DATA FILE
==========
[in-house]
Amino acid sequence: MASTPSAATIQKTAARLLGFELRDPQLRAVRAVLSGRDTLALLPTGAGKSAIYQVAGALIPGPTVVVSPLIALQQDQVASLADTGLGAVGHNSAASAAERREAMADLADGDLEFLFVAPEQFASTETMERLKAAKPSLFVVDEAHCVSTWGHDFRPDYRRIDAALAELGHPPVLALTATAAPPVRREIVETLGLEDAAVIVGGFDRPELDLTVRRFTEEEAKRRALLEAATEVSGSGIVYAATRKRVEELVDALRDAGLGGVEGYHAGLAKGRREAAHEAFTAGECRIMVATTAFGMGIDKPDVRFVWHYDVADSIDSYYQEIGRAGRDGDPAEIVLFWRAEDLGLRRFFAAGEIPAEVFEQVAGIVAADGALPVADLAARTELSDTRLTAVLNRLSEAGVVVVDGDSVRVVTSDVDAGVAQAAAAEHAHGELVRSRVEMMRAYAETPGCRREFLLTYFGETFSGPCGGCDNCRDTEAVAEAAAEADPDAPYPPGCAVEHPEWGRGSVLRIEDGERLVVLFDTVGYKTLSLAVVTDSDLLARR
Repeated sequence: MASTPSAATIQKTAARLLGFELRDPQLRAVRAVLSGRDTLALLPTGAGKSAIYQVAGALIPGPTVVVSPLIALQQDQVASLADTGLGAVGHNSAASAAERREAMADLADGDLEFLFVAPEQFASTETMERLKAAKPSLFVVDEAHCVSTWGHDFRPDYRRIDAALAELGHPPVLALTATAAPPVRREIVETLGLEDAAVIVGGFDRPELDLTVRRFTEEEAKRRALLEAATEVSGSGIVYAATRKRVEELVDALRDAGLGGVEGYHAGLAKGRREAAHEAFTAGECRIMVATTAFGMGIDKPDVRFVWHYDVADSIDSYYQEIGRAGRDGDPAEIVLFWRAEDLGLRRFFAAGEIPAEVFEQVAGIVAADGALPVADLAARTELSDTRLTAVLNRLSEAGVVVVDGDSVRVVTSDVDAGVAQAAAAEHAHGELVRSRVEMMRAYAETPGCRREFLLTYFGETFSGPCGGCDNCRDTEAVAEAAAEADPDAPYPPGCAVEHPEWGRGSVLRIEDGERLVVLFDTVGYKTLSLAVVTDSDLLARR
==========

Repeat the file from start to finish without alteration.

[in-house]
Amino acid sequence: MASTPSAATIQKTAARLLGFELRDPQLRAVRAVLSGRDTLALLPTGAGKSAIYQVAGALIPGPTVVVSPLIALQQDQVASLADTGLGAVGHNSAASAAERREAMADLADGDLEFLFVAPEQFASTETMERLKAAKPSLFVVDEAHCVSTWGHDFRPDYRRIDAALAELGHPPVLALTATAAPPVRREIVETLGLEDAAVIVGGFDRPELDLTVRRFTEEEAKRRALLEAATEVSGSGIVYAATRKRVEELVDALRDAGLGGVEGYHAGLAKGRREAAHEAFTAGECRIMVATTAFGMGIDKPDVRFVWHYDVADSIDSYYQEIGRAGRDGDPAEIVLFWRAEDLGLRRFFAAGEIPAEVFEQVAGIVAADGALPVADLAARTELSDTRLTAVLNRLSEAGVVVVDGDSVRVVTSDVDAGVAQAAAAEHAHGELVRSRVEMMRAYAETPGCRREFLLTYFGETFSGPCGGCDNCRDTEAVAEAAAEADPDAPYPPGCAVEHPEWGRGSVLRIEDGERLVVLFDTVGYKTLSLAVVTDSDLLARR
Repeated sequence: MASTPSAATIQKTAARLLGFELRDPQLRAVRAVLSGRDTLALLPTGAGKSAIYQVAGALIPGPTVVVSPLIALQQDQVASLADTGLGAVGHNSAASAAERREAMADLADGDLEFLFVAPEQFASTETMERLKAAKPSLFVVDEAHCVSTWGHDFRPDYRRIDAALAELGHPPVLALTATAAPPVRREIVETLGLEDAAVIVGGFDRPELDLTVRRFTEEEAKRRALLEAATEVSGSGIVYAATRKRVEELVDALRDAGLGGVEGYHAGLAKGRREAAHEAFTAGECRIMVATTAFGMGIDKPDVRFVWHYDVADSIDSYYQEIGRAGRDGDPAEIVLFWRAEDLGLRRFFAAGEIPAEVFEQVAGIVAADGALPVADLAARTELSDTRLTAVLNRLSEAGVVVVDGDSVRVVTSDVDAGVAQAAAAEHAHGELVRSRVEMMRAYAETPGCRREFLLTYFGETFSGPCGGCDNCRDTEAVAEAAAEADPDAPYPPGCAVEHPEWGRGSVLRIEDGERLVVLFDTVGYKTLSLAVVTDSDLLARR